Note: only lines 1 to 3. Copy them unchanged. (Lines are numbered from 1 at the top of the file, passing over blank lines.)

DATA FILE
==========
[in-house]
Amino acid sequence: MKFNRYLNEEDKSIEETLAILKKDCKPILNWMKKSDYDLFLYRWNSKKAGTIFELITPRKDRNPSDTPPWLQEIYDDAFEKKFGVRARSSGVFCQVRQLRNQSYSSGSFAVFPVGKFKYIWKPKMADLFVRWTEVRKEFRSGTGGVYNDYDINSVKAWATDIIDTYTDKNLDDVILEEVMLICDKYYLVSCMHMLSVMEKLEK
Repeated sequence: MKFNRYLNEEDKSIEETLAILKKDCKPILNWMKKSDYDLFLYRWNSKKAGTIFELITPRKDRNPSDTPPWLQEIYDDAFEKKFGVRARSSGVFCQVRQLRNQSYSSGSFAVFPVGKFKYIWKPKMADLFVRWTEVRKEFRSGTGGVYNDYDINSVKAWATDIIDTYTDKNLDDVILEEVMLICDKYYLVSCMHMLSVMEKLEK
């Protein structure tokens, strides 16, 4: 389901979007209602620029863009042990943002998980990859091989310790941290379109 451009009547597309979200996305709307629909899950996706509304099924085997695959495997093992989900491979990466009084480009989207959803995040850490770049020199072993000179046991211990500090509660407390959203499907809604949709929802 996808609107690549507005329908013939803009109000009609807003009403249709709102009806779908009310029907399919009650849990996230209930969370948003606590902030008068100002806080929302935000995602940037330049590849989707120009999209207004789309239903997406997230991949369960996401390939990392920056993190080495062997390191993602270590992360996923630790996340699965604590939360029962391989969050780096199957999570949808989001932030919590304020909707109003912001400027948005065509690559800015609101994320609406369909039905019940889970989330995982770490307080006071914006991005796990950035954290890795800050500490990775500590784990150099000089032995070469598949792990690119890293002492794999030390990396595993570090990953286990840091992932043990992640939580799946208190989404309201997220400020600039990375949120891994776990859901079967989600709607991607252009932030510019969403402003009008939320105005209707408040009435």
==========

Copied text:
[in-house]
Amino acid sequence: MKFNRYLNEEDKSIEETLAILKKDCKPILNWMKKSDYDLFLYRWNSKKAGTIFELITPRKDRNPSDTPPWLQEIYDDAFEKKFGVRARSSGVFCQVRQLRNQSYSSGSFAVFPVGKFKYIWKPKMADLFVRWTEVRKEFRSGTGGVYNDYDINSVKAWATDIIDTYTDKNLDDVILEEVMLICDKYYLVSCMHMLSVMEKLEK
Repeated sequence: MKFNRYLNEEDKSIEETLAILKKDCKPILNWMKKSDYDLFLYRWNSKKAGTIFELITPRKDRNPSDTPPWLQEIYDDAFEKKFGVRARSSGVFCQVRQLRNQSYSSGSFAVFPVGKFKYIWKPKMADLFVRWTEVRKEFRSGTGGVYNDYDINSVKAWATDIIDTYTDKNLDDVILEEVMLICDKYYLVSCMHMLSVMEKLEK